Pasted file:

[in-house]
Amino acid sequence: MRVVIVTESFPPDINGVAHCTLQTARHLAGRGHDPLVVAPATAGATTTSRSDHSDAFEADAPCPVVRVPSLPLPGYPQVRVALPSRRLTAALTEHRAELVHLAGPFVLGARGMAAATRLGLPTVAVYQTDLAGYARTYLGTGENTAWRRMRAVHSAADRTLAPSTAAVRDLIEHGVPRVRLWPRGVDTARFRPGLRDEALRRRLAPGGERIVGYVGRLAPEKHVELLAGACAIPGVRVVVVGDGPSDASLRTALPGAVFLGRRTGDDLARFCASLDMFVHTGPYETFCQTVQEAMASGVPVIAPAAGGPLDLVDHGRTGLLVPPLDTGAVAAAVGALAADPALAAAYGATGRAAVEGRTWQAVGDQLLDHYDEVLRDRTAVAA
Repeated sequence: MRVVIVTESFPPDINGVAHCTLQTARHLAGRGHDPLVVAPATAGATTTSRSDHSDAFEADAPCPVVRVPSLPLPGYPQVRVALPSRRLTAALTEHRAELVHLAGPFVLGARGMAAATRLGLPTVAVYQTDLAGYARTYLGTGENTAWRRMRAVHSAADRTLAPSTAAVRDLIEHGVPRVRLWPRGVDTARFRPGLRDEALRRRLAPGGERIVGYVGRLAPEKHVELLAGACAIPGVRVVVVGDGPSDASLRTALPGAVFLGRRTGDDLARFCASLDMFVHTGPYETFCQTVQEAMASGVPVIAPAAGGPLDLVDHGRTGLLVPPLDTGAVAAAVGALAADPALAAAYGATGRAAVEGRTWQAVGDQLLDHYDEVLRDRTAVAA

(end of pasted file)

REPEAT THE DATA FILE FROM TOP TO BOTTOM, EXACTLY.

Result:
[in-house]
Amino acid sequence: MRVVIVTESFPPDINGVAHCTLQTARHLAGRGHDPLVVAPATAGATTTSRSDHSDAFEADAPCPVVRVPSLPLPGYPQVRVALPSRRLTAALTEHRAELVHLAGPFVLGARGMAAATRLGLPTVAVYQTDLAGYARTYLGTGENTAWRRMRAVHSAADRTLAPSTAAVRDLIEHGVPRVRLWPRGVDTARFRPGLRDEALRRRLAPGGERIVGYVGRLAPEKHVELLAGACAIPGVRVVVVGDGPSDASLRTALPGAVFLGRRTGDDLARFCASLDMFVHTGPYETFCQTVQEAMASGVPVIAPAAGGPLDLVDHGRTGLLVPPLDTGAVAAAVGALAADPALAAAYGATGRAAVEGRTWQAVGDQLLDHYDEVLRDRTAVAA
Repeated sequence: MRVVIVTESFPPDINGVAHCTLQTARHLAGRGHDPLVVAPATAGATTTSRSDHSDAFEADAPCPVVRVPSLPLPGYPQVRVALPSRRLTAALTEHRAELVHLAGPFVLGARGMAAATRLGLPTVAVYQTDLAGYARTYLGTGENTAWRRMRAVHSAADRTLAPSTAAVRDLIEHGVPRVRLWPRGVDTARFRPGLRDEALRRRLAPGGERIVGYVGRLAPEKHVELLAGACAIPGVRVVVVGDGPSDASLRTALPGAVFLGRRTGDDLARFCASLDMFVHTGPYETFCQTVQEAMASGVPVIAPAAGGPLDLVDHGRTGLLVPPLDTGAVAAAVGALAADPALAAAYGATGRAAVEGRTWQAVGDQLLDHYDEVLRDRTAVAA